Wales, semi-finalists in 2016, are in Group A alongside 1968 winners Italy, who won all 10 of their qualification matches and conceded just four goals.
They are joined by Switzerland, winners of their qualification group, and a Turkey side that earned a win and a draw against world champions France.
Italy will play their three group games at Rome’s Stadio Olimpico, with the other matches taking place at Baku’s Olympic Stadium, in Azerbaijan.
The Euro 2020 line-up is finally complete.
Some eight months later than expected – because of the coronavirus pandemic – the final four places for next summer’s tournament have been decided.
Scotland have joined England and Wales in qualifying, thanks to a dramatic penalty shootout win against Serbia in their qualifying play-off final on Thursday.
The tournament, originally scheduled to take place from 12 June to 12 July this summer, will now run from 11 June to 11 July 2021.
It will consist of 24 teams and 51 matches in 12 host cities across Europe, although it remains unknown whether fans will be allowed at the tournament, because of ongoing global heath crisis.
Who is in which group?
Group A: Italy, Switzerland, Turkey, Wales
Group B: Belgium, Russia, Denmark, Finland
Group C: Ukraine, Netherlands, Austria, North Macedonia
Group D: England, Croatia, Czech Republic, Scotland
Group E: Spain, Poland, Sweden, Slovakia
Group F: Germany, France, Portugal, Hungary
Euro 2020: Full groups and schedule
Where and when will Scotland play?
Steve Clarke’s Scotland have ended a 23-year wait for men’s major tournament football after beating Serbia in their play-off final in Belgrade.
That wait comes to an end against the Czech Republic in Glasgow on 14 June, with a trip to face England at Wembley following on 18 June and a final group game at Hampden Park against Croatia four days later.
Monday 14 June: Scotland v Czech Republic (Hampden Park)
Friday 18 June: England v Scotland (Wembley)
Tuesday 22 June: Croatia v Scotland (Hampden Park)
If they win their group, their last-16 tie would be in Dublin against the runners-up in a hugely competitive-looking Group F – made up of Germany, France, Portugal and Hungary – with a potential quarter-final to follow in Rome.
Should they finish second, it would be a trip to Copenhagen against the runners-up from Group E, which features Spain, before a quarter-final in St Petersburg. There are other possibilities if they are one of the best third-place finishers.
Where and when will England play?
England will benefit from hosting all three of their group games at Wembley.
Their tournament begins against Croatia in a repeat of the 2018 World Cup semi-final, which was won by Zlatko Dalic’s side.
Sunday 13 June: England v Croatia (Wembley)
Friday 18 June: England v Scotland (Wembley)
Tuesday 22 June: Czech Republic v England (Wembley)
England’s scenario is the same as Scotland’s above – winning the group would bring a last-16 tie in Dublin against the runners-up in Group F – one of Germany, France, Portugal and Hungary – with a potential quarter-final in Rome.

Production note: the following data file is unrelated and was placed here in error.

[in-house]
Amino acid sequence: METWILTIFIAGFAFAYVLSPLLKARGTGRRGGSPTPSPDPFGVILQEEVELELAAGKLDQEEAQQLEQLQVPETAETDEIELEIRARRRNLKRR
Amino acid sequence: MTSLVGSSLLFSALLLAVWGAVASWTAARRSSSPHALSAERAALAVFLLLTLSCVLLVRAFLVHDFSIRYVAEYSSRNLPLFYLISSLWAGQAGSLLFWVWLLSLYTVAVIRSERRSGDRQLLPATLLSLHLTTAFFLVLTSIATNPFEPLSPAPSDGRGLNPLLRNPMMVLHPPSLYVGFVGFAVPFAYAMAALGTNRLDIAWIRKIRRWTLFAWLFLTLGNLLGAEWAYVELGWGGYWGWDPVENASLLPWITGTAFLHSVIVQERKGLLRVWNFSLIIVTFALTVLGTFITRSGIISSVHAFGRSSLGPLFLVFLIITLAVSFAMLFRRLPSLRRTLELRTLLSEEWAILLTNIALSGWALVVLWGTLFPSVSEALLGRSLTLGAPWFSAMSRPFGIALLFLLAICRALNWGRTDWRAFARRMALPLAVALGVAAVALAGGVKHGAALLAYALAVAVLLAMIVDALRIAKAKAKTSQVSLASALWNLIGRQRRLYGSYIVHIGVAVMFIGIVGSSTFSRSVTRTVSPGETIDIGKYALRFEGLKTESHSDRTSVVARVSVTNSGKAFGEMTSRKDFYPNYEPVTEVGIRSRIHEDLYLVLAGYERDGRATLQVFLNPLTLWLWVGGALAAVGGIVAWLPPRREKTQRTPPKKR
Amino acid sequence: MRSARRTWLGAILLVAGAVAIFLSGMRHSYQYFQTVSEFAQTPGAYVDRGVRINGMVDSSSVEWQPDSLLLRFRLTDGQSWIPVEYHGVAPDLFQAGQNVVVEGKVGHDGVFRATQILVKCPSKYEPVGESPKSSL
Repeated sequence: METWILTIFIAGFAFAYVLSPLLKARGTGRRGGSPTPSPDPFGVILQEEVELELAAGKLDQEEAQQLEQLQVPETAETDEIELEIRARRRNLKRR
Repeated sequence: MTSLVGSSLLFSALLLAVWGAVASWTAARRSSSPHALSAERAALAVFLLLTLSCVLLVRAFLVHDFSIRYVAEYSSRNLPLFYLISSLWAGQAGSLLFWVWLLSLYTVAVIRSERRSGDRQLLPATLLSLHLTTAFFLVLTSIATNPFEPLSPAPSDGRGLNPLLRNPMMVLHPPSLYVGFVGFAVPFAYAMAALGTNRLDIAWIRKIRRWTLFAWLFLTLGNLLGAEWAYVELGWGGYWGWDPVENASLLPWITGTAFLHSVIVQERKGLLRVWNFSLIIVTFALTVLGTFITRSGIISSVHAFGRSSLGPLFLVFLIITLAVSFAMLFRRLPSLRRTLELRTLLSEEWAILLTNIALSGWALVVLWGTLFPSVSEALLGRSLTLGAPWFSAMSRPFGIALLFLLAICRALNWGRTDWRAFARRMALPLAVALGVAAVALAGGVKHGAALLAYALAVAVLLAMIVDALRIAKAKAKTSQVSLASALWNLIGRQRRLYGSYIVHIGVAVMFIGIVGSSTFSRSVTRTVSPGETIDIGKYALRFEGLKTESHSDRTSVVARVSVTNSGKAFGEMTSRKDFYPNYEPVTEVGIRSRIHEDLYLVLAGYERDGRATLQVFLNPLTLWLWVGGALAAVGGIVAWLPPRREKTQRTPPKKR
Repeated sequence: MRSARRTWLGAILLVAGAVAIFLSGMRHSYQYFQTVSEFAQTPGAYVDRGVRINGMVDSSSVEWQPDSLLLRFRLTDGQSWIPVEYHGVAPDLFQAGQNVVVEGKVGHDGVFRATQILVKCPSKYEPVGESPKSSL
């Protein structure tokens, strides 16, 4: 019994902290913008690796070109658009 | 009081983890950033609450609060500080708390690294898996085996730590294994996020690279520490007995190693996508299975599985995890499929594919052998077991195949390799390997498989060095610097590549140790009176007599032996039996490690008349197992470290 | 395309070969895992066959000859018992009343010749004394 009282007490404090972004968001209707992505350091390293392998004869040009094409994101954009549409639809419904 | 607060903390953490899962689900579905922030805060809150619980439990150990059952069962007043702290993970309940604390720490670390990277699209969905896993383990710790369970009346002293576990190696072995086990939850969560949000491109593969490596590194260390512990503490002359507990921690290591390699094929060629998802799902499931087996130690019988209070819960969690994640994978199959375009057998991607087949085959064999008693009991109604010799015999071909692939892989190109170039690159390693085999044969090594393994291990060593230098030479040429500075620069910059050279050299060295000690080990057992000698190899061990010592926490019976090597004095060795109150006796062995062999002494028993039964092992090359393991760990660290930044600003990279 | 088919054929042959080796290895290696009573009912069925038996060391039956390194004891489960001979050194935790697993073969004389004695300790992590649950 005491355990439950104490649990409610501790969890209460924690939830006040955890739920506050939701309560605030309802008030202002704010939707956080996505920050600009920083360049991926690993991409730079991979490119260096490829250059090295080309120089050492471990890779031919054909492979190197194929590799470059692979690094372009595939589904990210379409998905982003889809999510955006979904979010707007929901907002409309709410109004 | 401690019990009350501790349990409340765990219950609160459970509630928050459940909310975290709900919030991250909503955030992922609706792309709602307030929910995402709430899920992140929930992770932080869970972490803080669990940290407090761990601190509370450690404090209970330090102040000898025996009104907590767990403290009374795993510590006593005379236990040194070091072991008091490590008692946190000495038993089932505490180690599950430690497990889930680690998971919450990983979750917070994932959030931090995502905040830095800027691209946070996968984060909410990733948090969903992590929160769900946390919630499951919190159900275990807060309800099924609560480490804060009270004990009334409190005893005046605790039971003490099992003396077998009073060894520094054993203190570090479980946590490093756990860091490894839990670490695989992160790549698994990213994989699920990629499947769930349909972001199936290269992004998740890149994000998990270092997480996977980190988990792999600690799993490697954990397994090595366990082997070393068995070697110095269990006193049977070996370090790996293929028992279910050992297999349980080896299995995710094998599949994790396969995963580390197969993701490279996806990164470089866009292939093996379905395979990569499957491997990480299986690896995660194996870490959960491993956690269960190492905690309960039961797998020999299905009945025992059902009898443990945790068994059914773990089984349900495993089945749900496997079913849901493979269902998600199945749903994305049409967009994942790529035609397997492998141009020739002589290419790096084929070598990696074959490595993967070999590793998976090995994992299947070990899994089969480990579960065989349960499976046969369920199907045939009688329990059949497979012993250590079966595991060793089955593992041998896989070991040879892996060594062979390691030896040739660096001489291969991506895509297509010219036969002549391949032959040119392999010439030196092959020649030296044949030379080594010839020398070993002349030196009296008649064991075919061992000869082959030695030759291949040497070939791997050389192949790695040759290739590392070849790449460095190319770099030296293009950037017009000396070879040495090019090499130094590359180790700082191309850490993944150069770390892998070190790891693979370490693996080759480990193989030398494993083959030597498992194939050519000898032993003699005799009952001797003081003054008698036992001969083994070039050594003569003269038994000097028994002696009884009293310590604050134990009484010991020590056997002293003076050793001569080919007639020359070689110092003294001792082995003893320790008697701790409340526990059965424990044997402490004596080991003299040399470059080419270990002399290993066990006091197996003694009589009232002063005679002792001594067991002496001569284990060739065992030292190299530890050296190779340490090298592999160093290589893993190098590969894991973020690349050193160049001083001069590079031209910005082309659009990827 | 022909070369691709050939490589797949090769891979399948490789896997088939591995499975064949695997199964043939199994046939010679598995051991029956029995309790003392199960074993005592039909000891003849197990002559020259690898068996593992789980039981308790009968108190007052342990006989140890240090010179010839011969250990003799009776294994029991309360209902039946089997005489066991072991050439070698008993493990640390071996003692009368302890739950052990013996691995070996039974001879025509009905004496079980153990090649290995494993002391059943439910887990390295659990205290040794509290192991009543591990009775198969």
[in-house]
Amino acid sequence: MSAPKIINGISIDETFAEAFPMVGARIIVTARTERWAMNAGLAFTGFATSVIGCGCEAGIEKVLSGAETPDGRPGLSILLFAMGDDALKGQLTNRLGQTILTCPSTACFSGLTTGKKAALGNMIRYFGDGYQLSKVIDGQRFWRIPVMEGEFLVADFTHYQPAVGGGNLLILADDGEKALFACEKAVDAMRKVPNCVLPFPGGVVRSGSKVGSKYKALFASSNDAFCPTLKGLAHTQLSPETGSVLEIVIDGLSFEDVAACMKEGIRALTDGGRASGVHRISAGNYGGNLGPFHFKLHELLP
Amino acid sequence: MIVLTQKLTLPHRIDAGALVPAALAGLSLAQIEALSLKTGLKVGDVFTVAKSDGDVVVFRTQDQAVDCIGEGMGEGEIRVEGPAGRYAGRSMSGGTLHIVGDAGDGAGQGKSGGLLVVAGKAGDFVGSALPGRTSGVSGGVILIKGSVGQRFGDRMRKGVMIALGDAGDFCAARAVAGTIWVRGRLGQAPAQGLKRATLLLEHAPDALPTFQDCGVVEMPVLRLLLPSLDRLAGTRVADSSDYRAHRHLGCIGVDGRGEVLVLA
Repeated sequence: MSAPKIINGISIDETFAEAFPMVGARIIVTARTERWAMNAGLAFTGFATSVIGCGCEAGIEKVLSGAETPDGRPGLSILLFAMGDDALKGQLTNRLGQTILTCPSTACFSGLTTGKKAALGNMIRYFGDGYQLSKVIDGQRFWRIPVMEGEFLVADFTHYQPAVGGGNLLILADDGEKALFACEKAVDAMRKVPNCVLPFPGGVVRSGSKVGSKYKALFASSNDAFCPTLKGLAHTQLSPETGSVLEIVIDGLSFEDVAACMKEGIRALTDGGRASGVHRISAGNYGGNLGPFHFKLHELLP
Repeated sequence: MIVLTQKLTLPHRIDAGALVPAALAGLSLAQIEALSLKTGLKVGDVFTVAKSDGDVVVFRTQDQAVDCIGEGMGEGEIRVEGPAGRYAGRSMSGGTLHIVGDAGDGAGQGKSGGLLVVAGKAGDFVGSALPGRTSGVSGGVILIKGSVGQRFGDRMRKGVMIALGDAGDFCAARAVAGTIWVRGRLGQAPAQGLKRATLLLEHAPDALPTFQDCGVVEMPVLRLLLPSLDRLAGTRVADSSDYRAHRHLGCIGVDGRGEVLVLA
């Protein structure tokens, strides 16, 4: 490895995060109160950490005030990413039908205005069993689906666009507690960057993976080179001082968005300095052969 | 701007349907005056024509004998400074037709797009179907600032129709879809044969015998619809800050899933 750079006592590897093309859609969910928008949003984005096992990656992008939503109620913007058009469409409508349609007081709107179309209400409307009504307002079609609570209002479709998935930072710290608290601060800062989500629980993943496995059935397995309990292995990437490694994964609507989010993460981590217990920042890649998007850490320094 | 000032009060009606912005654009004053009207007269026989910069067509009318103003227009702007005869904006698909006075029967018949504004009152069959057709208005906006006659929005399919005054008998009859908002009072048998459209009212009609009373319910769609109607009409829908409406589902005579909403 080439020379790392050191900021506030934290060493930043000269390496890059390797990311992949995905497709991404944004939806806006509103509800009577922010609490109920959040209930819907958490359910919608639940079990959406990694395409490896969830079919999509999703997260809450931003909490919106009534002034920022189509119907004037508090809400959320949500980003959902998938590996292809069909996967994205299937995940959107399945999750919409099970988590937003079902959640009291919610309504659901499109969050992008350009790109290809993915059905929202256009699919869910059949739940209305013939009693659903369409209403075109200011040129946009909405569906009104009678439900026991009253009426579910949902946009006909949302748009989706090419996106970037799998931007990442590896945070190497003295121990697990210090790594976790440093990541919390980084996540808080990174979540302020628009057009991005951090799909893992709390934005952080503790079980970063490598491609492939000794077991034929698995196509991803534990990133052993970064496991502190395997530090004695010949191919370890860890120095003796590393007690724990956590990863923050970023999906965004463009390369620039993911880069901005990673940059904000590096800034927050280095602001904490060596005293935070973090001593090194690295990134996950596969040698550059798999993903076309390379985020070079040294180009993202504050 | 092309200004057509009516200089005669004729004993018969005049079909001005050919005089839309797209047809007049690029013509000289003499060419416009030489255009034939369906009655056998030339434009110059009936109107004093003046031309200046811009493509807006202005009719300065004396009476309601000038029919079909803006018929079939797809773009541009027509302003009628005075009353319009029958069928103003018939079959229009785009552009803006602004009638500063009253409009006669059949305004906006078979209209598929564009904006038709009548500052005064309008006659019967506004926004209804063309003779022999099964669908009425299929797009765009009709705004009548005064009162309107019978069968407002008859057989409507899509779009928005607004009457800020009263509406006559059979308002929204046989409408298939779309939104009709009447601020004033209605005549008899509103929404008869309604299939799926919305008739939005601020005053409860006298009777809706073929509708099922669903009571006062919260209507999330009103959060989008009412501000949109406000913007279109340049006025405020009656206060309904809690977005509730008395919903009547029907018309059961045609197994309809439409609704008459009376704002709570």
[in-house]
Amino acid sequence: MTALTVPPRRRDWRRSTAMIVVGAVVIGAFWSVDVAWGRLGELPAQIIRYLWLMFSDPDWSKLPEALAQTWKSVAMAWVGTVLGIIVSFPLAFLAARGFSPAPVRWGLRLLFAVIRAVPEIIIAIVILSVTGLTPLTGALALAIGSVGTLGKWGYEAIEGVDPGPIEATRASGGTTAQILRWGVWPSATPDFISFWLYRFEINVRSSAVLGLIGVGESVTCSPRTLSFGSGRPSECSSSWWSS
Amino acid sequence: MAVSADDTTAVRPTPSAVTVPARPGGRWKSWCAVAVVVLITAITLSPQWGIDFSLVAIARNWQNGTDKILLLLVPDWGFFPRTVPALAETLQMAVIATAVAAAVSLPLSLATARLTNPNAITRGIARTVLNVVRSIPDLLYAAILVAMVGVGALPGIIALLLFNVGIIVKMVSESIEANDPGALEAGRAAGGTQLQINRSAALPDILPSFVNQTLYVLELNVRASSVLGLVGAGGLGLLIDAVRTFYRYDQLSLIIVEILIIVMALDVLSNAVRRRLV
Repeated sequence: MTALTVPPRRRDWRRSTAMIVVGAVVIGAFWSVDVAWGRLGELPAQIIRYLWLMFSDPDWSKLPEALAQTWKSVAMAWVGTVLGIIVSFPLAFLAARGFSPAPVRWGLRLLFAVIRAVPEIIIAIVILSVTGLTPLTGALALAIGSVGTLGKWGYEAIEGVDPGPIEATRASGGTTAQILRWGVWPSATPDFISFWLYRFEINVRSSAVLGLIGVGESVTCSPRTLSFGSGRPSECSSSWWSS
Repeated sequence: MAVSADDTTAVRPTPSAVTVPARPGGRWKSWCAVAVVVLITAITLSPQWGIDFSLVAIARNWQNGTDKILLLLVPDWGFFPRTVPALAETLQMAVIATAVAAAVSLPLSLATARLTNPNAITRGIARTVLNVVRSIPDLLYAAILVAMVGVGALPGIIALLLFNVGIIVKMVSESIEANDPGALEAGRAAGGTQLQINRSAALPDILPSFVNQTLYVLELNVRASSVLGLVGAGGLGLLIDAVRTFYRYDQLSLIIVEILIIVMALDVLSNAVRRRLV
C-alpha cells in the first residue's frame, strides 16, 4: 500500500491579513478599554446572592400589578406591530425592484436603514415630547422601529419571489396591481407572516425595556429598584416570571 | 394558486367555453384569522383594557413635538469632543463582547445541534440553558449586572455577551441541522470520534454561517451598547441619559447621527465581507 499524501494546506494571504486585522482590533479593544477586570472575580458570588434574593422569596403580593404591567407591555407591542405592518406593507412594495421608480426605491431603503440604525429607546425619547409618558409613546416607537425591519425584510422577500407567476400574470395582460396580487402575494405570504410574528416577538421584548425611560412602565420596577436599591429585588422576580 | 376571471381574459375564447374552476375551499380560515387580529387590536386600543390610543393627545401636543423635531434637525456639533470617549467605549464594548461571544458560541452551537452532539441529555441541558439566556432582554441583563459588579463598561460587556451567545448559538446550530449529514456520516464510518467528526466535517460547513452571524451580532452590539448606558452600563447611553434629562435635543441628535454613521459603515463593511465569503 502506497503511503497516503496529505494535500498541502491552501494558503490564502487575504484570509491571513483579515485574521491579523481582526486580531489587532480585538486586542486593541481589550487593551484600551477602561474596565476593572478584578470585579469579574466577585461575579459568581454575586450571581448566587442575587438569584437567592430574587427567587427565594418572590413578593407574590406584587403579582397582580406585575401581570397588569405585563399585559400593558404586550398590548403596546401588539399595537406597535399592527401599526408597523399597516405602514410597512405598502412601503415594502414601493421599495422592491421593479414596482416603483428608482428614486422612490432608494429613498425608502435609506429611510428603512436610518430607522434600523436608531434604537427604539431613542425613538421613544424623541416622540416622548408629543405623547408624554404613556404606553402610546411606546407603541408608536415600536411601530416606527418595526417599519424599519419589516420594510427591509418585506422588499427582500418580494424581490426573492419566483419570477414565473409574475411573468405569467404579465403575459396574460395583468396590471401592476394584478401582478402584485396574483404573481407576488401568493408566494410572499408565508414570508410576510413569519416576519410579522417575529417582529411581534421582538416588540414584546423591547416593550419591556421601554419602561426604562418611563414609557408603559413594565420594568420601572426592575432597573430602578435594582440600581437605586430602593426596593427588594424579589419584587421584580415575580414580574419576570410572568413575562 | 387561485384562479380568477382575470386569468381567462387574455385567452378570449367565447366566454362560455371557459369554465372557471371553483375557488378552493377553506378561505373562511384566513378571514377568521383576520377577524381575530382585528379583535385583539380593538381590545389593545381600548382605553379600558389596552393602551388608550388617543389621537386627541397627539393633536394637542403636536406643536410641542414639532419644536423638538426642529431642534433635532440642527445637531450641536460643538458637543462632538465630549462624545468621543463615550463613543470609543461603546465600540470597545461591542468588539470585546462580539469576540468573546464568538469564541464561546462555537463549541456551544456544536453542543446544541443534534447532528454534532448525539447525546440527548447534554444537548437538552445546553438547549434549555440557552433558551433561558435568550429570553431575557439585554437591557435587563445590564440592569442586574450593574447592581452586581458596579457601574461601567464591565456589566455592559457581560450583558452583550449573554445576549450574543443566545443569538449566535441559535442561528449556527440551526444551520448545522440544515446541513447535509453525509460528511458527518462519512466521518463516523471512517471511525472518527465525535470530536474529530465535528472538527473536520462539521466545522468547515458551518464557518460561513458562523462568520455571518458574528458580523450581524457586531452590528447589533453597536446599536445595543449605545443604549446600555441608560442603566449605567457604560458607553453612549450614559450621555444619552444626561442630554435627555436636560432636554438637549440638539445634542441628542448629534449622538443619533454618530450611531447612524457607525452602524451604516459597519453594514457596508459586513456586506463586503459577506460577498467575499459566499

Finishing second would take England to Copenhagen against the runners-up from Group E – one of Spain, Poland, Sweden and Slovakia – before a quarter-final in St Petersburg. There are other possibilities if they are one of the best third-place finishers.
Where and when will Wales play?
Saturday 12 June: Wales v Switzerland (Baku)
Wednesday 16 June: Turkey v Wales (Baku)
Sunday 20 June: Italy v Wales (Rome)
The most difficult group ever?
World champions France, European champions Portugal and the previous World Cup winners Germany are all together with play-off winners Hungary in Group F.
This is only the second major tournament where the world champions and the European champions will have met in the group stage – after Euro 1992, when the Netherlands beat Germany.
Germany, who won the 2014 World Cup, will host their three group games in Munich, with the other matches in Budapest.
“This is a group of death,” said Germany boss Joachim Low.
1. Glasgow (Hampden Park, capacity 51,000). Three group games, one last-16 game.
2. Dublin (Dublin Arena, 51,000). Three group games, one last-16 game.
3. London (Wembley, 90,000). Final and both semi-finals, one last-16 game, three group games.
4. Bilbao (San Mames, 53,000). Three group games, one last-16 game.
5. Amsterdam (Johan Cruyff Arena, 54,000). Three group games, one last-16 game.
6. Copenhagen (Parken Stadium, 38,000). Three group games, one last-16 game.
7. Munich (Football Arena Munich, 70,000). Three group games, one quarter-final.
8. Rome (Stadio Olimpico, 68,000). Three group games, one quarter-final.
9. Budapest (Puskas Arena, 68,000). Three group games, one last-16 game.
10. St Petersburg (Krestovsky Stadium, 61,000). Three group games, one quarter-final.
11. Bucharest (Arena Nationala, 54,000). Three group games, one last-16 game.
12. Baku (Olympic Stadium, 69,000). Three group games, one quarter-final.